Phishing: A Scary Way of Life
The Federal Bureau of Investigation has identified “phishing” as the “hottest and most troubling new scam on the Internet.”
What is Phishing?
Phishing is a scam initiated via e-mail. Messages are “fishing” for personal and financial information. Most often, e-mails appear to be from reputable companies (internet service providers, telephone companies, etc), banks, and other financial organizations. The e-mail message often gives a story of the bank needing to update its personal information database or a financial institution claiming your personal data had been lost.
Hackers and Scammers looking for personal and financial information use phishing as an effective method of gathering information. Phishers imitate legitimate companies in e-mails to entice people to share passwords or credit-card numbers. Recent victims include:
- Bank of America
- Best Buy
- America Online
- Washington Mutual
- MSN (Microsoft Network)
History of Phishing
The term phishing comes from the fact that Internet scammers are using increasingly sophisticated lures as they “fish” for users’ financial information and password data. The most common ploy is to copy the Web page code from a major site – such as AOL – and use that code to set up a replica page that appears to be part of the company’s site. (This is why phishing is also called spoofing.) A fake e-mail is sent out with a link to this page, which solicits the user’s credit card data or password. When the form is submitted, it sends the data to the scammer while leaving the user on the company’s site so they don’t suspect a thing.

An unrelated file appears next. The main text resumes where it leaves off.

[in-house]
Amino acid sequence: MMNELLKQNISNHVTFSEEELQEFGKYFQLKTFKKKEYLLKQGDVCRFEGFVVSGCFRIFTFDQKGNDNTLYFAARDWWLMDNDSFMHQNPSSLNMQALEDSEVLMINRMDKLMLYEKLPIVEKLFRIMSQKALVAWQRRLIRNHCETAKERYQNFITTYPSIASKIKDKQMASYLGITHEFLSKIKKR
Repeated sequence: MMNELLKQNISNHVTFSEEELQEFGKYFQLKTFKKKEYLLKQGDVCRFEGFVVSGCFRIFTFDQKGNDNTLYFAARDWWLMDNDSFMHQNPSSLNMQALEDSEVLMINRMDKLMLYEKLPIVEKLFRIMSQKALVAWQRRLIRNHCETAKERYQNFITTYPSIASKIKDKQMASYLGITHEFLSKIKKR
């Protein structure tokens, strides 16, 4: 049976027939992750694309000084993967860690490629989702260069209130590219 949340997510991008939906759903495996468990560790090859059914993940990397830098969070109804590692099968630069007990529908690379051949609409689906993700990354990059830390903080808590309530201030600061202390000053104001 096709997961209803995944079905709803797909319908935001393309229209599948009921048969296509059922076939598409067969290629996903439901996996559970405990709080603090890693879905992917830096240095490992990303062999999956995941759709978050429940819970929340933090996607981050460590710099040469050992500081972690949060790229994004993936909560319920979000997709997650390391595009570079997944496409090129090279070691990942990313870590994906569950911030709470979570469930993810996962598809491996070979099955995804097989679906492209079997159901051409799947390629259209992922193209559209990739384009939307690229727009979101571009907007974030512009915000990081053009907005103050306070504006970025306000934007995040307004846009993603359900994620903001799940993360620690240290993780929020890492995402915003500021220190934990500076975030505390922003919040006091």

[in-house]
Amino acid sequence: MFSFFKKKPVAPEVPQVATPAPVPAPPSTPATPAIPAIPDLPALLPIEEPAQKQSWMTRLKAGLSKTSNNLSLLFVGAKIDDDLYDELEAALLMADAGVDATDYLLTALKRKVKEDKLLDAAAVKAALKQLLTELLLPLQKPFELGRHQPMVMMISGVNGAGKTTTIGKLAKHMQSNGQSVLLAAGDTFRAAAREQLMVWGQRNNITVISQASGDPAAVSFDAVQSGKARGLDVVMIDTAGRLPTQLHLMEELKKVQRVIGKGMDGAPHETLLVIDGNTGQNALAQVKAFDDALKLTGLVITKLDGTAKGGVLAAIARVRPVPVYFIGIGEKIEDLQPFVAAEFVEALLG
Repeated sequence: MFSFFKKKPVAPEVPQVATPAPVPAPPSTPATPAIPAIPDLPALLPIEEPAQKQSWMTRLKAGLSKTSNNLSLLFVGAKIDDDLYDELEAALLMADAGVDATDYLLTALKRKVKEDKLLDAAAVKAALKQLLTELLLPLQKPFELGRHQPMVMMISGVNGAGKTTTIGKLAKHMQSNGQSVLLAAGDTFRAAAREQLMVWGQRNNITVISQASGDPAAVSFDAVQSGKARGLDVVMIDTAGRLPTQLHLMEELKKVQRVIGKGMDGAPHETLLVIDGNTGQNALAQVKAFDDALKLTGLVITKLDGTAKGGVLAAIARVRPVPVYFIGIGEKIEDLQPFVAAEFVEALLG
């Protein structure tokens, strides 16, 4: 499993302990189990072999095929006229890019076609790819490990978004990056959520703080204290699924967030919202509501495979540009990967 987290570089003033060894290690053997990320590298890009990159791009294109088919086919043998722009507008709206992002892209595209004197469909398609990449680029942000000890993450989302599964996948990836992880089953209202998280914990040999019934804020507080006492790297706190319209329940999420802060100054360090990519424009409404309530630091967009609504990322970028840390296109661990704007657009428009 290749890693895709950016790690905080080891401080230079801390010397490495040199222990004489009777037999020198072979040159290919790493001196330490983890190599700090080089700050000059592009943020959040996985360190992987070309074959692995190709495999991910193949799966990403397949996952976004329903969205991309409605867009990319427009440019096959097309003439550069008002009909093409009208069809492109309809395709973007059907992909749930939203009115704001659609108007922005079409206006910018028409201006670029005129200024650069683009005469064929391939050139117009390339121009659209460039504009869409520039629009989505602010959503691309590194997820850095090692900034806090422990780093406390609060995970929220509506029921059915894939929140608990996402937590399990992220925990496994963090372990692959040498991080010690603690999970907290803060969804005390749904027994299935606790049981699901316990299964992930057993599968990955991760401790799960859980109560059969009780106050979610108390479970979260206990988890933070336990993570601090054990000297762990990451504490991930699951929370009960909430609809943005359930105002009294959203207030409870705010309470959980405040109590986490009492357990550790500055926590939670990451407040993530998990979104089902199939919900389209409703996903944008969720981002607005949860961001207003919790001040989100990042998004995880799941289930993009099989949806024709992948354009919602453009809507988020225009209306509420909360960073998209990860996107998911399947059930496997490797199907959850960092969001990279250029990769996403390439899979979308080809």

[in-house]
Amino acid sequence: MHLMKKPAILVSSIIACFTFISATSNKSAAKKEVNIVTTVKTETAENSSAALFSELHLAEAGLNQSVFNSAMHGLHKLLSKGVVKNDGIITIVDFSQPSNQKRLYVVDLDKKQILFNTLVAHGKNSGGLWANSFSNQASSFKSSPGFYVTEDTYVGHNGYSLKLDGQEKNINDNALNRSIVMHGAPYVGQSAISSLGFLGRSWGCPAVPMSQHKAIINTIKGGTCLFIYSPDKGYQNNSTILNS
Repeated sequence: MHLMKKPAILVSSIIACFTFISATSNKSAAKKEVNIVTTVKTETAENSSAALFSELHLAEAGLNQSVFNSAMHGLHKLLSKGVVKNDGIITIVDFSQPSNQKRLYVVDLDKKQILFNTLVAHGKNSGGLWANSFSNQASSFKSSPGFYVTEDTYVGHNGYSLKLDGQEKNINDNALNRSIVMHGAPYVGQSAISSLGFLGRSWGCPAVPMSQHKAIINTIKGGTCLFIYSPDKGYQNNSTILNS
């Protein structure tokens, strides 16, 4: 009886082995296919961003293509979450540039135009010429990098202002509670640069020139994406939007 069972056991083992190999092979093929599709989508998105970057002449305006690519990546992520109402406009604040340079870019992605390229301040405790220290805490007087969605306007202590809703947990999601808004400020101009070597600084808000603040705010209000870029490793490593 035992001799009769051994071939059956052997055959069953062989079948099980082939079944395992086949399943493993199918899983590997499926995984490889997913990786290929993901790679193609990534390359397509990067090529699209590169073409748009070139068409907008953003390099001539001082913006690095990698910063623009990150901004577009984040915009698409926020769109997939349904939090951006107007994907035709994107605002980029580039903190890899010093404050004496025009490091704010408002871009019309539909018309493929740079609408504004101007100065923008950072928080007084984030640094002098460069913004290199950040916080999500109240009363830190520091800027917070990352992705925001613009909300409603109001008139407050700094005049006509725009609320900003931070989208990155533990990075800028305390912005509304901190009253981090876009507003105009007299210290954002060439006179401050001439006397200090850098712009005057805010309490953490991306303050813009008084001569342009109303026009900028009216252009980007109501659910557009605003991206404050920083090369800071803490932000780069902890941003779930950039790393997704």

Fortunately, common sense can save you from giving away your personal information. For example, be aware for the company requesting information. I have received e-mails from banks I have never had business with. Know that your bank or ISP will never ask for your information out of the blue. Banks do not update their databases and misplace information.
Tips To Avoid Phishing
- If you receive an unexpected e-mail saying your account will be shut down unless you confirm your billing information, do not reply or click any links in the e-mail body.
- Look for words misspelled or other grammatical mistakes.
- Before submitting financial information through a Web site, look for the “lock” icon on the browser’s status bar. It means your information is secure during transmission.
- If you are uncertain about the information, contact the company through an address or telephone number you know to be genuine.
- If you unknowingly supplied personal or financial information, contact your bank and credit card company immediately.
Suspicious e-mail can be forwarded to firstname.lastname@example.org, and complaints should be filed with the state attorney general’s office or through the FTC at www.ftc.gov.
[Reference: StormFront Development]